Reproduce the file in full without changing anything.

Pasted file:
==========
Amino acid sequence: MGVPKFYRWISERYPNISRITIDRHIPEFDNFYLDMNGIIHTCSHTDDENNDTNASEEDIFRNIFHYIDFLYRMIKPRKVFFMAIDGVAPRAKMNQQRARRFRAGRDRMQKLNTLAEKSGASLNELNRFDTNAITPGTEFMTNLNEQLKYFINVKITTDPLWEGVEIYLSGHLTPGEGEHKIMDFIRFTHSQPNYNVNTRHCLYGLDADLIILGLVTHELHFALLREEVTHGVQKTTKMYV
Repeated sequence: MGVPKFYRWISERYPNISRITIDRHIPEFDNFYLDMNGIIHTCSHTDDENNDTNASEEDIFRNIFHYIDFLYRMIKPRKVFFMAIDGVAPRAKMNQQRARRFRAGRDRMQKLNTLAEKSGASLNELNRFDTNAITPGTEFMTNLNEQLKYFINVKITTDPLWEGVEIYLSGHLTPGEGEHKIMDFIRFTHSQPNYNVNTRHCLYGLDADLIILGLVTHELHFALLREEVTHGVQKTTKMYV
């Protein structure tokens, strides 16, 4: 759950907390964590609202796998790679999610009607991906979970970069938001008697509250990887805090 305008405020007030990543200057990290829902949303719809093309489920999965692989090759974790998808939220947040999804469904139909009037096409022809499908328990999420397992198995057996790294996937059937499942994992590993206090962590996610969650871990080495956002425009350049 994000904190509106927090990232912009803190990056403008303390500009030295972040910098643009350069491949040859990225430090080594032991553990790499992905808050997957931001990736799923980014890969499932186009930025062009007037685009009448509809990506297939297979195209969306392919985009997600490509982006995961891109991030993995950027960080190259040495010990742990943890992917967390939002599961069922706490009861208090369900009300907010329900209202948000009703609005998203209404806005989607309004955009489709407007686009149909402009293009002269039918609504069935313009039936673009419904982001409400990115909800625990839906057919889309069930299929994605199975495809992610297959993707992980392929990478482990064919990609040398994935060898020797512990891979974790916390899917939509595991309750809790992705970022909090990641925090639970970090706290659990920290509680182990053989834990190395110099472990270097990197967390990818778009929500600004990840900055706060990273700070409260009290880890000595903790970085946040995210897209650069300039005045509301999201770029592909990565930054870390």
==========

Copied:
Amino acid sequence: MGVPKFYRWISERYPNISRITIDRHIPEFDNFYLDMNGIIHTCSHTDDENNDTNASEEDIFRNIFHYIDFLYRMIKPRKVFFMAIDGVAPRAKMNQQRARRFRAGRDRMQKLNTLAEKSGASLNELNRFDTNAITPGTEFMTNLNEQLKYFINVKITTDPLWEGVEIYLSGHLTPGEGEHKIMDFIRFTHSQPNYNVNTRHCLYGLDADLIILGLVTHELHFALLREEVTHGVQKTTKMYV
Repeated sequence: MGVPKFYRWISERYPNISRITIDRHIPEFDNFYLDMNGIIHTCSHTDDENNDTNASEEDIFRNIFHYIDFLYRMIKPRKVFFMAIDGVAPRAKMNQQRARRFRAGRDRMQKLNTLAEKSGASLNELNRFDTNAITPGTEFMTNLNEQLKYFINVKITTDPLWEGVEIYLSGHLTPGEGEHKIMDFIRFTHSQPNYNVNTRHCLYGLDADLIILGLVTHELHFALLREEVTHGVQKTTKMYV
């Protein structure tokens, strides 16, 4: 759950907390964590609202796998790679999610009607991906979970970069938001008697509250990887805090 305008405020007030990543200057990290829902949303719809093309489920999965692989090759974790998808939220947040999804469904139909009037096409022809499908328990999420397992198995057996790294996937059937499942994992590993206090962590996610969650871990080495956002425009350049 994000904190509106927090990232912009803190990056403008303390500009030295972040910098643009350069491949040859990225430090080594032991553990790499992905808050997957931001990736799923980014890969499932186009930025062009007037685009009448509809990506297939297979195209969306392919985009997600490509982006995961891109991030993995950027960080190259040495010990742990943890992917967390939002599961069922706490009861208090369900009300907010329900209202948000009703609005998203209404806005989607309004955009489709407007686009149909402009293009002269039918609504069935313009039936673009419904982001409400990115909800625990839906057919889309069930299929994605199975495809992610297959993707992980392929990478482990064919990609040398994935060898020797512990891979974790916390899917939509595991309750809790992705970022909090990641925090639970970090706290659990920290509680182990053989834990190395110099472990270097990197967390990818778009929500600004990840900055706060990273700070409260009290880890000595903790970085946040995210897209650069300039005045509301999201770029592909990565930054870390």